"Democracy is a process of continuing renewal."
BREAKING: KEVIN RUDD CONFIRMS HE WILL CONTEST THE LABOR LEADERSHIP IN MONDAY'S CAUCUS BALLOT.
2.20pm: Stay tuned.
We will bring you Kevin Rudd's press conference shortly.
2.10pm: The ABC's Lyndal Curtis has done an interesting interview with Rudd-backer Robert McClelland, who certainly isn't ruling out a second challenge to Ms Gillard if she prevails in Monday's leadership ballot.
This suggests efforts by Camp Gillard to shut down this leadership crisis after next Monday will be unsuccessful. Supporters of Rudd will want to see him back in The Lodge, whatever the result.
Here's what Mr McClelland told Lyndal:
"That's obviously a matter for Kevin, but what I'm suggesting to you that based on history, despite statements from honourable men Paul Keating and Kim Beazley, I'm not saying they dishonoured their commitments, but there were a whole range of external pressures that resulted in those second challenges occuring, and I think people would be naive to ignore that reality."
1.57pm: The SMH's chief political correspondent Phillip Coorey never stops counting.
Here is Phil's latest caucus count here.
Julia Gillard 68 (+ 3 leaning her way)
Kevin Rudd 29 (+ 3 leaning his way)
1.50pm: And because we are rigorously bi-candidate here at The Pulse .. not favouring one option or another ... understanding this is not about personalities, and very much a matter for the Parliamentary Labor Party ... here is one Andrew prepared earlier about Kevin Rudd.
1.40pm: Regular Pulse readers understand and appreciate the outstanding talents of our Fairfax photographers.
Andrew Meares has excelled himself today with this montage featuring different perspectives on Julia Gillard.
'What people think I do' versus 'What I actually do.'
This people power thing might be getting out of hand.
1.20pm: If you are so inclined, Tony Abbott is currently at your disposal on Twitter.
Got about half an hour to kill at Brisbane airport so will gladly take some questions #asktony— Tony Abbott (@TonyAbbottMHR) February 24, 2012
Got about half an hour to kill at Brisbane airport so will gladly take some questions #asktony
1.05pm: Thanks Greg. Thanks Bill.
1.00pm: Ministers Greg Combet and Bill Shorten have hit the news networks to declare for Julia Gillard.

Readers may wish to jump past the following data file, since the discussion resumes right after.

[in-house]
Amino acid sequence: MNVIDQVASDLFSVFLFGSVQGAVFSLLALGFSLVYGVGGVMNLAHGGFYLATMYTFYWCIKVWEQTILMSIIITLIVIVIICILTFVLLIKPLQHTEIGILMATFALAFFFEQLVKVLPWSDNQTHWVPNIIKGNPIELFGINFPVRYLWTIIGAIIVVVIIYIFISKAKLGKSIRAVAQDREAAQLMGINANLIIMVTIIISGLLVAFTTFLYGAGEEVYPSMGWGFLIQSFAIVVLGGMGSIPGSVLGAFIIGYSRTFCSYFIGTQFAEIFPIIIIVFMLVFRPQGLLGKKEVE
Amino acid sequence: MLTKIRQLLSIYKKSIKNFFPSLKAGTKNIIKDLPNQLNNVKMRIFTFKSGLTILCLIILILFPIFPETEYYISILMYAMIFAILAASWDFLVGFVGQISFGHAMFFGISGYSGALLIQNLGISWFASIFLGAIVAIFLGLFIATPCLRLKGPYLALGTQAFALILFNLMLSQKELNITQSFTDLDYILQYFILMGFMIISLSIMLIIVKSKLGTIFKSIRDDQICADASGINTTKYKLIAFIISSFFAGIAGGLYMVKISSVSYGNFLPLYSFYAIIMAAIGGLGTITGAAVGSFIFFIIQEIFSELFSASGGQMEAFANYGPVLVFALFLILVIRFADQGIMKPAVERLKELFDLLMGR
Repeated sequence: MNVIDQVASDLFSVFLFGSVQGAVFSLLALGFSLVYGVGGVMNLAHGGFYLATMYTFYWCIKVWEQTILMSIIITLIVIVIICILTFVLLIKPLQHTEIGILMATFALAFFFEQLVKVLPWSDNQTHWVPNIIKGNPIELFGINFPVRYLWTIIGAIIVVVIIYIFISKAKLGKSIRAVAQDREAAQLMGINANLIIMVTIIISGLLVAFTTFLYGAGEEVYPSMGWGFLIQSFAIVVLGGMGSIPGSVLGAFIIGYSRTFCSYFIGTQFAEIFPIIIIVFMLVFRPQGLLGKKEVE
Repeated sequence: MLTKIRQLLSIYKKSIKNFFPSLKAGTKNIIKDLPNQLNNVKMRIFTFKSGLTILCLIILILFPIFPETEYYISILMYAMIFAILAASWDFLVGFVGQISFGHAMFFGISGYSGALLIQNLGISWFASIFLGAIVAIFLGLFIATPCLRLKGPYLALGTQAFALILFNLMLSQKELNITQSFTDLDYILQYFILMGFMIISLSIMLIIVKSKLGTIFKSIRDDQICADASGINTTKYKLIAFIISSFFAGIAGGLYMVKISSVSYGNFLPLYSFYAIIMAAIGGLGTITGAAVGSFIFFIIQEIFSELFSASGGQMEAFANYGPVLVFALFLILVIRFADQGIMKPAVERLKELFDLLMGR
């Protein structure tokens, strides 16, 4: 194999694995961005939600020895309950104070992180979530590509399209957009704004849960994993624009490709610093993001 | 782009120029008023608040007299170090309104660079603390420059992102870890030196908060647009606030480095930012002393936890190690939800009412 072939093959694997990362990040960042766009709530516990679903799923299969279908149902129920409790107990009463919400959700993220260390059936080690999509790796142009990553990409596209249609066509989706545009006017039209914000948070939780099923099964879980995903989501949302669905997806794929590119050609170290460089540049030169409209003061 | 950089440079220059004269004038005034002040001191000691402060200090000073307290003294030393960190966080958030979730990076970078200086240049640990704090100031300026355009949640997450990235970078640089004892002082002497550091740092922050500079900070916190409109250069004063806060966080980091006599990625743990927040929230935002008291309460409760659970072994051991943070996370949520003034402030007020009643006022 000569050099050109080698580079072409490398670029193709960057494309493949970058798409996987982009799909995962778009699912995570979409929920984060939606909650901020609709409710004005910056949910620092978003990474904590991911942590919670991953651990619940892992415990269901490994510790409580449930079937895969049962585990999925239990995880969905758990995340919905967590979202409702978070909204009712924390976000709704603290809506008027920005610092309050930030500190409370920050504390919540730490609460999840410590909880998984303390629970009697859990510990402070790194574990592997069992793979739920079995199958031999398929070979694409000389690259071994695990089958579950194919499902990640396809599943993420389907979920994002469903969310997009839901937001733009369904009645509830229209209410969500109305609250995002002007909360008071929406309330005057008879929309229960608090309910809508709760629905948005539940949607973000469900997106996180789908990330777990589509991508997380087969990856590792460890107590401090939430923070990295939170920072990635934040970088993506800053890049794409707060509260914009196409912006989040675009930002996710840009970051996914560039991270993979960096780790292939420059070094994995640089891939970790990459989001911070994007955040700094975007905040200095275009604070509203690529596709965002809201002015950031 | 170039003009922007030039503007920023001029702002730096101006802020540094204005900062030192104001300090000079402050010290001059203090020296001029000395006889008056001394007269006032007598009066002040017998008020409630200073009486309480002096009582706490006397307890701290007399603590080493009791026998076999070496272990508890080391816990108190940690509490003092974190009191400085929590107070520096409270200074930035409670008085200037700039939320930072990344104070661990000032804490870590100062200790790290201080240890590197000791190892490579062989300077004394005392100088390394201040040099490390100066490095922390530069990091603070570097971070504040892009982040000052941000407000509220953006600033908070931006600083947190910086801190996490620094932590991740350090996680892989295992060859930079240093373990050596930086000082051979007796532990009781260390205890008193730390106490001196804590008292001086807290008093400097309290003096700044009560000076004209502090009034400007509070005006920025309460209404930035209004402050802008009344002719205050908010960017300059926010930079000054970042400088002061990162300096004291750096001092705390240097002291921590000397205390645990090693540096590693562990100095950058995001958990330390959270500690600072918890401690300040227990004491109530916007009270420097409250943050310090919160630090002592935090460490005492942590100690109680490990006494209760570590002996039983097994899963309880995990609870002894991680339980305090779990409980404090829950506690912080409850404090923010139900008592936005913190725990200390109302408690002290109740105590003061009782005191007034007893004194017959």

Mr Combet acknowledges that Mr Rudd is popular in the community, but says the leadership is a decision for the Parliamentary Labor Party.
He says he is backing the Prime Minister because she can unite the labour movement and the party, and she has capacity to deliver difficult policies.
"We have a solid foundation for political success. We have to communicate it," Mr Combet says.
He says Ms Gillard has delivered for working people.
"The Prime Ministership is not to be treated like a revolving door, based on opinion polls."
12.45pm: For people wanting to watch these events live, just some housekeeping.
We expect Kevin Rudd's press conference around 2.30pm (1.30pm Queensland time)
We expect Ms Gillard's press conference in Melbourne sometime after 3.45pm.
12.40pm: My Age colleague Melissa Fyfe was out with the Prime Minister this morning.
She has sent me this account of an event that played like "a rock concert, with scones".
The battle over the Labor leadership may not be an "episode of Celebrity Big Brother" as the Prime Minister said this morning, but when Julia Gillard turned up to the Melbourne Citymission to celebrate equal pay for community workers, she was treated precisely like a celebrity.
There were whoops and cheers, even tears. There was adoration and applause. T-shirts were autographed. At the end, there was even a "Julia, Julia, Julia" chant. It was a bit like a rock concert, but with scones.
For pro-Gillard strategists, the vision was gold: a relaxed and smiling leader basking in the glow of Labor true believers from the Australian Services Union.
Ms Gillard used the event to highlight the strengths of her administrative skills. Wins like the recent Fair Work decision to significantly increase pay for women in the community and social sector do not just come about.
They take, Ms Gilard said, government working "in a patient and methodical way" (not "chaos and paralysis" like Kevin Rudd, she might have said, but that would have been too political for the occasion).
Melbourne Citymission, which has been a key agency in the push for equal pay, was only recently asked to host the event. Chief executive officer Ric Holland said he got a call on Wednesday from the Australian Services Union, the same day Kevin Rudd resigned as foreign minister.